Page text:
Explaining Trump’s Teflon

Then congresswoman and ultra liberal Pat Schroeder dubbed Ronald Reagan the “teflon president” because none of the liberal rhetorical attacks stuck to him. Today Trump is said to have a teflon coating because none of the media’s daily fare of vicious attacks on him has driven him from office. That’s their goal and so far they’re failing miserably.  The latest Rasmussen poll has Trump gaining one point in his approval rating, up from 46% TO 47%.

I think it possible that Trump’s approval is even higher than Rasmussen finds. Some people who answer a pollster’s question may be engaging in preference falsification.

When articulating preferences, individuals frequently say what they think others will find socially acceptable. They convey preferences that differ from what they genuinely want and believe in order to avoid being castigated or ridiculed. They may do it reflexively to avoid an argument in a social setting, and then do it even when it’s just a pollster on the phone. They don’t want the next question to be laced with ridicule or sarcasm.

The good part of preference falsification is that at some point people come to realize they are not in a minority and an unexpected revolution may occur. That could be what the Great Revolt was in 2016, as articulated by Selena Zito. Trump is not the leader of the Great Revolt, although he may have given it sustenance.

Rather, Trump is the beneficiary of the Great Revolt, which essentially came from the people. “The people” is a term used liberally in the U.S. Constitution. It appears in the Bill of Rights four times, once in each of the First, Second, Ninth and Tenth Amendments, and 12 more times in the textual body of the Constitution.

It is the phrase, “the people” in the Second Amendment that assisted the U.S. Supreme Court in the Heller case to hold that the right of “the people” to keep and to bear arms in the 2nd Amendment is an individual right and not a collective right. All they had to do to make that finding is to find the words “the people” in the Second Amendment to mean exactly the same as those words mean in the rest of the Constitution and in the Bill of Rights.

So in America we define rights as belonging to the people not to any ”peoples’ Republic,” which is what calling it a collective right would be. When a state court uses the term “the people” as the plaintiff in a criminal case, that signifies that crimes are committed against all of us both collectively and individually. It is in general one or more individuals that are the immediate victims of crimes, but every crime is also an offense against all of the people.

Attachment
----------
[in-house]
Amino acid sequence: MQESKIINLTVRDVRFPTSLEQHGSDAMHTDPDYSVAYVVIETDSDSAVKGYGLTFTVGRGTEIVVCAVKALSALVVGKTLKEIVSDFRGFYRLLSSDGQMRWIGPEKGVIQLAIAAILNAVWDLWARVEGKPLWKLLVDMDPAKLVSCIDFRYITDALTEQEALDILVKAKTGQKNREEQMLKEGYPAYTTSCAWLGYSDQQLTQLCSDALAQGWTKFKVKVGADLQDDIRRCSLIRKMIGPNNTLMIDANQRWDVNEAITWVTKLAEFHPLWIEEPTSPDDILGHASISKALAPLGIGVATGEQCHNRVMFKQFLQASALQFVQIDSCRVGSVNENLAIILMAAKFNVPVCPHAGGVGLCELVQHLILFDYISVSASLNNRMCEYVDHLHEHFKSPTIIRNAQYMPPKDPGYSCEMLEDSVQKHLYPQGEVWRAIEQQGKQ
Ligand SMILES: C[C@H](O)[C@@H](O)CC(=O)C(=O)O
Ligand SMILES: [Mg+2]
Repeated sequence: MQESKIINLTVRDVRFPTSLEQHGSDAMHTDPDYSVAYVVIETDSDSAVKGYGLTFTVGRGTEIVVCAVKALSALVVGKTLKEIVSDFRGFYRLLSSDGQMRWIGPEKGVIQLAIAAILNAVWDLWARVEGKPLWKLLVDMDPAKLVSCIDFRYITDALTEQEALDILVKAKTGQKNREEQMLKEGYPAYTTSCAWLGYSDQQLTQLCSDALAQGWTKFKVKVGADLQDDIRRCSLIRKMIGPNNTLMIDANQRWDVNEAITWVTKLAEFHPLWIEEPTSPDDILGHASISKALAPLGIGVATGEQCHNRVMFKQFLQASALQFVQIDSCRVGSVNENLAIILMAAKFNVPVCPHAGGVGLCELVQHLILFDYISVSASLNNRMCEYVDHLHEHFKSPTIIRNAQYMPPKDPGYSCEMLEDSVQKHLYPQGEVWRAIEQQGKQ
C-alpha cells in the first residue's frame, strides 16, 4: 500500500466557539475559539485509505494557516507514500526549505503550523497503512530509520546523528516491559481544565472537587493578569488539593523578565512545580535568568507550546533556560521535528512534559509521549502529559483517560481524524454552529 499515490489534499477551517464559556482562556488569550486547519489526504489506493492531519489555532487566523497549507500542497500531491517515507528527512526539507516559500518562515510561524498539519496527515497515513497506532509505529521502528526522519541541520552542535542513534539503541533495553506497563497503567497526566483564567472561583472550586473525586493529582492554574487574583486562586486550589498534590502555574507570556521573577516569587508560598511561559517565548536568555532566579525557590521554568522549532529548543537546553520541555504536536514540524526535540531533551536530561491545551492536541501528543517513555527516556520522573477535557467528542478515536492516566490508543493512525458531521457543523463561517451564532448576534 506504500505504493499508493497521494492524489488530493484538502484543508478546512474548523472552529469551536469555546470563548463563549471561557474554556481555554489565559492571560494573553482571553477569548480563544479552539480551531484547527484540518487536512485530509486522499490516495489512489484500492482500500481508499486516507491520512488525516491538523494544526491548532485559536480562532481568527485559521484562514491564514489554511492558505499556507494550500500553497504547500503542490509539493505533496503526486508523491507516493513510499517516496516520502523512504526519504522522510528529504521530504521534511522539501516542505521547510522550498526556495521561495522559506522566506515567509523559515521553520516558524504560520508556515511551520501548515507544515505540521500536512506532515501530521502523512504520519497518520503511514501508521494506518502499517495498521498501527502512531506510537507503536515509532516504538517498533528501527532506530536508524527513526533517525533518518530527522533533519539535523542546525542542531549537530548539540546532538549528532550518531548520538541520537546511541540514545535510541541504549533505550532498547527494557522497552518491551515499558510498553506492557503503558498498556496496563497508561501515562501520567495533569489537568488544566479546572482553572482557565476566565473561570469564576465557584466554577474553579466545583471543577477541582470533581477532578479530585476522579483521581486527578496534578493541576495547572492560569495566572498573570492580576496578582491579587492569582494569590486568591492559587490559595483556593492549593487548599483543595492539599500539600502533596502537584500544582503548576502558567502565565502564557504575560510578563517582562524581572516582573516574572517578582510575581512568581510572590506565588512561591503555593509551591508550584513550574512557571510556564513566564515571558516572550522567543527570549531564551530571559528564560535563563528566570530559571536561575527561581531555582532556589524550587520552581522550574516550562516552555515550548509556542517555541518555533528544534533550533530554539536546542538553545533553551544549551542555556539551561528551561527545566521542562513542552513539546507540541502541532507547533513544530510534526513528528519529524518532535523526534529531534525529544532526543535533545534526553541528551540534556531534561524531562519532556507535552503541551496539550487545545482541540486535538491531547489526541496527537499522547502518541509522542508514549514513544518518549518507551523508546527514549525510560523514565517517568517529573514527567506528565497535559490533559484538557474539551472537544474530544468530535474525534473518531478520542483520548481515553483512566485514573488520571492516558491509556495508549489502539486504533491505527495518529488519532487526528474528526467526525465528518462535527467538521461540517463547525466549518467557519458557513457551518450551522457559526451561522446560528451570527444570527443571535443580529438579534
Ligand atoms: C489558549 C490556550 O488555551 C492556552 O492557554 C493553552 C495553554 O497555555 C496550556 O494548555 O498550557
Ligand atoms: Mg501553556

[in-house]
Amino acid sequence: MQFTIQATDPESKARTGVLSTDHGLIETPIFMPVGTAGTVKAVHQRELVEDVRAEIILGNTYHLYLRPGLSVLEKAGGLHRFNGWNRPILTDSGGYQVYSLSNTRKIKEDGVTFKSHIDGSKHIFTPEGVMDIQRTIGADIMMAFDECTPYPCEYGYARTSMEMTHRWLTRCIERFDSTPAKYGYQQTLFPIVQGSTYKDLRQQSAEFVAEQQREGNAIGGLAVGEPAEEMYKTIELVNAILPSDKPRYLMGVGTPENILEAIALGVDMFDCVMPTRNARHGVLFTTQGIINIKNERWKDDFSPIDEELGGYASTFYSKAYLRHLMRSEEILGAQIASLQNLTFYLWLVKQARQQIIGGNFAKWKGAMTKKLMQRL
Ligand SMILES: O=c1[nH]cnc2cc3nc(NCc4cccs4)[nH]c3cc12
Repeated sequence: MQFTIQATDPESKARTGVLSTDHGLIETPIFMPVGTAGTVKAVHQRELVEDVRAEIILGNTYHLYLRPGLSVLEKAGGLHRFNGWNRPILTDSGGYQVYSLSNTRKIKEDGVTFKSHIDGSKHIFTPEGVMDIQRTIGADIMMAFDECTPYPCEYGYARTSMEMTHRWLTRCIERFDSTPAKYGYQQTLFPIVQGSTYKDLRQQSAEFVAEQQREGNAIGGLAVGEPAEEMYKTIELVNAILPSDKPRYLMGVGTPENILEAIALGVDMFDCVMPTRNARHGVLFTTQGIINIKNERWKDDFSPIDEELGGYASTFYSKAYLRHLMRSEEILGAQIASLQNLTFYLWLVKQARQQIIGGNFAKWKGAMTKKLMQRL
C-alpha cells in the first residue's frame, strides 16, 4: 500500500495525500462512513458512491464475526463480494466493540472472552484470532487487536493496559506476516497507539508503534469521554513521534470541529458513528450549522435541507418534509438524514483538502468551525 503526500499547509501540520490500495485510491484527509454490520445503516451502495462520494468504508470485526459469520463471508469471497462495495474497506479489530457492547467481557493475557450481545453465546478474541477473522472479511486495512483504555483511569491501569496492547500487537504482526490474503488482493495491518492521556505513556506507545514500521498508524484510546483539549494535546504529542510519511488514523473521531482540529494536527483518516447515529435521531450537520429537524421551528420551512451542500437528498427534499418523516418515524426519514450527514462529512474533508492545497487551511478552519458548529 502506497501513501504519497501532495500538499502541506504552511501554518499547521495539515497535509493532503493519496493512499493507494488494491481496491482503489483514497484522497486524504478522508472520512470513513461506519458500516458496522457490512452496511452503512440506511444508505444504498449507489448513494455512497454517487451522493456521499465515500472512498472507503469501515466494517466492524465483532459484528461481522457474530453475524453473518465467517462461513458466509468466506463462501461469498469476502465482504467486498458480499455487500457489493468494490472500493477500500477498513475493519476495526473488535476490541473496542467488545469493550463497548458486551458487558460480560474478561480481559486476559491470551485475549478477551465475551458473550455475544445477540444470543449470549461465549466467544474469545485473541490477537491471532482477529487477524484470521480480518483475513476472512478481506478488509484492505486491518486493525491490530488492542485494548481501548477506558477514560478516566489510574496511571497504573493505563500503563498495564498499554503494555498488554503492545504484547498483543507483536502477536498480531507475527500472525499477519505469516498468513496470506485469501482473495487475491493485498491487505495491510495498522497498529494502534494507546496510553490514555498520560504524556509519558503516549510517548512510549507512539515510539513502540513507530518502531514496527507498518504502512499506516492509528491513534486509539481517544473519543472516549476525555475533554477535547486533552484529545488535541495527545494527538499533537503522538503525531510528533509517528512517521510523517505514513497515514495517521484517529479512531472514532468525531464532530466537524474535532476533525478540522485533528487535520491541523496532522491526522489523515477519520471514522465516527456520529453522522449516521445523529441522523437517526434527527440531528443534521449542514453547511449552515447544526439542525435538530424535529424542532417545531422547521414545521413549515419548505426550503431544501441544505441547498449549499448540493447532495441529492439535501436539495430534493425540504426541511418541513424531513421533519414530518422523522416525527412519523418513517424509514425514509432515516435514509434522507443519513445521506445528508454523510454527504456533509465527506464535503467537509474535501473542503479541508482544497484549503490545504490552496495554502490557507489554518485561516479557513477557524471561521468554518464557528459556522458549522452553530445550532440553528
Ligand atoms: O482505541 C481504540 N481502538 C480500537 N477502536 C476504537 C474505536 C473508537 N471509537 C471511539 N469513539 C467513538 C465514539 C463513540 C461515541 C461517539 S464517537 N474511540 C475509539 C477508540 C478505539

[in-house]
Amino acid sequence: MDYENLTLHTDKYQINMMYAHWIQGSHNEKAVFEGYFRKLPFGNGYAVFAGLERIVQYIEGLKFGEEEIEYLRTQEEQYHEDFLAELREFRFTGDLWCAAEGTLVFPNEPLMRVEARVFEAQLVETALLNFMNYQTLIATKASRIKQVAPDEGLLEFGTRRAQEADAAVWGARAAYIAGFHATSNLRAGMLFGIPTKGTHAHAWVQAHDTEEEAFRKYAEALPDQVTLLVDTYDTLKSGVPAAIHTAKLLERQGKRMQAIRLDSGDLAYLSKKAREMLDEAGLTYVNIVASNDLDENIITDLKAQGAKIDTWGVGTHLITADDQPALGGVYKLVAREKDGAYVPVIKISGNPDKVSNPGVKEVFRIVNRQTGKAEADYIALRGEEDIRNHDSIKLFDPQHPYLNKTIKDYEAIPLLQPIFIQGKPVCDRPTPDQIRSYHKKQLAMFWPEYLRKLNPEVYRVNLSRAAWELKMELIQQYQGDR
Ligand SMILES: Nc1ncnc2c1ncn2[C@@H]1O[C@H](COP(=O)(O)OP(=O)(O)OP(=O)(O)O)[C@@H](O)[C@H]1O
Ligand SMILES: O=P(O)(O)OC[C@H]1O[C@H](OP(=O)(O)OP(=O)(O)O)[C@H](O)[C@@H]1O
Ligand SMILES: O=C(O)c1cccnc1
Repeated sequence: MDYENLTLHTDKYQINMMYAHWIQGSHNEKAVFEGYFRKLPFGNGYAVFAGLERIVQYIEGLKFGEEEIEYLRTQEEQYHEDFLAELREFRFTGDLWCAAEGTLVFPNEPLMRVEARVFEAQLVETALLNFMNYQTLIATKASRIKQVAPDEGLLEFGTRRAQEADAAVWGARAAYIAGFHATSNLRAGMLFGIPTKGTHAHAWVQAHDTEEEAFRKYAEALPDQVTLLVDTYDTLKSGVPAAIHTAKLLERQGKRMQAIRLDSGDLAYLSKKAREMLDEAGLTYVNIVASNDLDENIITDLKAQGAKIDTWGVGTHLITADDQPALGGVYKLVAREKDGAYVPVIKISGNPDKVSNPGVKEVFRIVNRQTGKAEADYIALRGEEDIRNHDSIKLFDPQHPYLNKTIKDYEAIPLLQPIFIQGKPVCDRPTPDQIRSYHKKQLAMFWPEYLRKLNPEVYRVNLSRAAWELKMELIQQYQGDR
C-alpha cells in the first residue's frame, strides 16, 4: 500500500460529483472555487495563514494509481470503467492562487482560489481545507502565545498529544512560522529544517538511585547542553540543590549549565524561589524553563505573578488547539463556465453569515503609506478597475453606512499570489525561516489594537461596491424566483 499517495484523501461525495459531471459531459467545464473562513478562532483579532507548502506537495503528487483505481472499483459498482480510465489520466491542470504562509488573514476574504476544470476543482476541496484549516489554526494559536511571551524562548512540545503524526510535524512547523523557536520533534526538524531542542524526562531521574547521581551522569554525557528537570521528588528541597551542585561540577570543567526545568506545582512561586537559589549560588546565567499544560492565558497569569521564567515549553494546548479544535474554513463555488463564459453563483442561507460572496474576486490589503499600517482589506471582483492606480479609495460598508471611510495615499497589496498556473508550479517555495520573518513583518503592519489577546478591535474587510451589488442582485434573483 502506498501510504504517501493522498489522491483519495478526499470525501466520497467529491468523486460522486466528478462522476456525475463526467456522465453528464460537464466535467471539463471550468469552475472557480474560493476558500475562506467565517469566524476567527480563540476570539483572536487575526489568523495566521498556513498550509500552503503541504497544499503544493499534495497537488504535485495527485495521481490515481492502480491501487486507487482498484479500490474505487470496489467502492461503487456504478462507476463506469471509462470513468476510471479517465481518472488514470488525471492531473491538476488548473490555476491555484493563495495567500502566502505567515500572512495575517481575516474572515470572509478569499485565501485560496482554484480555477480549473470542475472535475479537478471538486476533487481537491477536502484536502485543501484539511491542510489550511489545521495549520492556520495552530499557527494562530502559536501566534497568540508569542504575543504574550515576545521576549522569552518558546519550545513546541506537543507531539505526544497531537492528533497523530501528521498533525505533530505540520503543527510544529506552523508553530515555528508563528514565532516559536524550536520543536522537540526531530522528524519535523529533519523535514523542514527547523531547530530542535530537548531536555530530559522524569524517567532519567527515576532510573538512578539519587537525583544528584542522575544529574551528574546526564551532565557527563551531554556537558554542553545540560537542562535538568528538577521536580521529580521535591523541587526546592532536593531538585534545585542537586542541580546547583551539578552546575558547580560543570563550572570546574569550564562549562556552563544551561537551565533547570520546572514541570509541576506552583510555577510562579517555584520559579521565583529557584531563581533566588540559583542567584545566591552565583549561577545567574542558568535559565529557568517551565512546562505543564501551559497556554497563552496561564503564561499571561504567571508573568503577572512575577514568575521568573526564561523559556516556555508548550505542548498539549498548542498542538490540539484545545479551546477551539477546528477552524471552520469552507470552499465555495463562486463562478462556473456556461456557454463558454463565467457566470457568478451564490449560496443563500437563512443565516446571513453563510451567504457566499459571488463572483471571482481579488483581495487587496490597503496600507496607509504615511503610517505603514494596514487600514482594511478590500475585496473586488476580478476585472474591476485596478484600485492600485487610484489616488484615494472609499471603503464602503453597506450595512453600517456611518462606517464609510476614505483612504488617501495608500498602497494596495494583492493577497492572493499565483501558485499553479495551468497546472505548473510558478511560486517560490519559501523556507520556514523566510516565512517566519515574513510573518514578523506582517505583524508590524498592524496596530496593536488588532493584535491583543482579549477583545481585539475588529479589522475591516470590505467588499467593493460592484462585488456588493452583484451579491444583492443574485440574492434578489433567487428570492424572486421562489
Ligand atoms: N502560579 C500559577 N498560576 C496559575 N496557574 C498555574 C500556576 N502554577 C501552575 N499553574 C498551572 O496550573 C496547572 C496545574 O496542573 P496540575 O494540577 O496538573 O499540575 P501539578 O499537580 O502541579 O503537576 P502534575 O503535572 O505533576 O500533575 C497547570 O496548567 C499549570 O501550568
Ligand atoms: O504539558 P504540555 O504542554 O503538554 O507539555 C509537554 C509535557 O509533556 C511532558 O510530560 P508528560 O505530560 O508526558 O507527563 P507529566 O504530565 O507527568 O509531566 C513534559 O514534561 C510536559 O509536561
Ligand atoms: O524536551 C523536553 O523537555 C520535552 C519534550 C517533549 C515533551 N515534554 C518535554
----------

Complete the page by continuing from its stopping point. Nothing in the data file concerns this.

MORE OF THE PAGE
It’s great that the Great Revolt began as a grass roots revolt by the people and not by any politician. In some countries a revolt of the people is not allowed and might be put down by force of arms. In those countries only a single “strong man” or “great leader” or “dear leader” may start a revolt. Trump is none of those. Trump is a persuader, not a dictator.

Selena Zito has it exactly right in her book. Like the Tea Party movement, it was the people themselves that started the Great Revolt. Trump cheered it on and that’s why they love him. Trump does not and never will claim to have been the one responsible for it. He’s the one benefiting from it because he’s the only one who saw it happening and saw it as an opportunity to make America great again.

Thank you, Mr. President!

Now, you lazy-dog timid Republicans (timid except when you’re childishly attacking Trump) soaking in the fetid waters of the Washington DC Swamp, get out of there,  dry yourselves off and get to work, stand up fearlessly for conservative principles and stop the Democrats in November! If you don’t do that all the economic progress Trump is making, all the new hope for working people in America will stop on a Democrat dime.

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